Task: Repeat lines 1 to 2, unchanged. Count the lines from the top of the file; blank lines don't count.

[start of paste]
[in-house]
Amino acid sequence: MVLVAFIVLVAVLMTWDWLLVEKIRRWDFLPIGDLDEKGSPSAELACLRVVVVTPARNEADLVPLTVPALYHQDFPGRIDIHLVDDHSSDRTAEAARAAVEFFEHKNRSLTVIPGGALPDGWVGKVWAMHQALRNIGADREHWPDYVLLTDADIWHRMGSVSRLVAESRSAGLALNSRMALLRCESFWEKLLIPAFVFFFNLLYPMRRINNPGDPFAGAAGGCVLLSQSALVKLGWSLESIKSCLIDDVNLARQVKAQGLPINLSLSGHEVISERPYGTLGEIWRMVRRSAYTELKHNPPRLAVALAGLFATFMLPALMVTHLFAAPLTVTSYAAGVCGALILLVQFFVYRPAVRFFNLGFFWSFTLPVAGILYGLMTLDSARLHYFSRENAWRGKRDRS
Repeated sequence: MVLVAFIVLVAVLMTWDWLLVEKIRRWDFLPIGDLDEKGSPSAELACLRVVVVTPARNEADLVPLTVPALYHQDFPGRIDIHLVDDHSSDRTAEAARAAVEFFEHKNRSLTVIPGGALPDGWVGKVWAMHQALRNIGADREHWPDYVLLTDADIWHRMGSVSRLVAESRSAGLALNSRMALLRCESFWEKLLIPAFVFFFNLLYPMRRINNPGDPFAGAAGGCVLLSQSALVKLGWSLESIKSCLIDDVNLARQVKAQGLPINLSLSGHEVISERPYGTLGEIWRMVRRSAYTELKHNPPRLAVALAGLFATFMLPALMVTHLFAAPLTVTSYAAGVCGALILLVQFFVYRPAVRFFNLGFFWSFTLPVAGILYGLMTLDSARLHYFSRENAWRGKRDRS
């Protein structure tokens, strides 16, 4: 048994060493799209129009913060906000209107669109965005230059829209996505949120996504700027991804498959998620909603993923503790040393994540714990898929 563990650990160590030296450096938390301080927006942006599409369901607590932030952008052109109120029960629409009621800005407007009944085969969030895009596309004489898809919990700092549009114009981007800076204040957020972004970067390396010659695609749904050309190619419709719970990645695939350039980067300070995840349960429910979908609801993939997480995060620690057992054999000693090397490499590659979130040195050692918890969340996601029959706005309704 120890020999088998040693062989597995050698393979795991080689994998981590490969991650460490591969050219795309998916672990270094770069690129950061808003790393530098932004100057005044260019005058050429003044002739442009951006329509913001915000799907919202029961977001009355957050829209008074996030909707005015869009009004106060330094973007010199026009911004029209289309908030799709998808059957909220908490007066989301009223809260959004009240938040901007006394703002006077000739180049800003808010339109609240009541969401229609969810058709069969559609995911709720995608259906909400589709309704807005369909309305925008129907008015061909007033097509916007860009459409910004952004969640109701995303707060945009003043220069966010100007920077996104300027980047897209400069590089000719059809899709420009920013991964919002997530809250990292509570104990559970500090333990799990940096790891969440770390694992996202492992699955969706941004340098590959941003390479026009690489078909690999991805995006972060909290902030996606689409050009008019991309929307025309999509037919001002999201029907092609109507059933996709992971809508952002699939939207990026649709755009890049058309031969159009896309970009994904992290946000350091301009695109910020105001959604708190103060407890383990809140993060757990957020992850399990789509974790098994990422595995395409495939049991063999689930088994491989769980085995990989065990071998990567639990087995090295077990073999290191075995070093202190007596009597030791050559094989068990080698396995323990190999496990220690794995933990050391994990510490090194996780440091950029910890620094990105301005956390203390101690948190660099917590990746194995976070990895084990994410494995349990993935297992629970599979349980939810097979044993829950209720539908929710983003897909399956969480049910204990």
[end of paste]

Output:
[in-house]
Amino acid sequence: MVLVAFIVLVAVLMTWDWLLVEKIRRWDFLPIGDLDEKGSPSAELACLRVVVVTPARNEADLVPLTVPALYHQDFPGRIDIHLVDDHSSDRTAEAARAAVEFFEHKNRSLTVIPGGALPDGWVGKVWAMHQALRNIGADREHWPDYVLLTDADIWHRMGSVSRLVAESRSAGLALNSRMALLRCESFWEKLLIPAFVFFFNLLYPMRRINNPGDPFAGAAGGCVLLSQSALVKLGWSLESIKSCLIDDVNLARQVKAQGLPINLSLSGHEVISERPYGTLGEIWRMVRRSAYTELKHNPPRLAVALAGLFATFMLPALMVTHLFAAPLTVTSYAAGVCGALILLVQFFVYRPAVRFFNLGFFWSFTLPVAGILYGLMTLDSARLHYFSRENAWRGKRDRS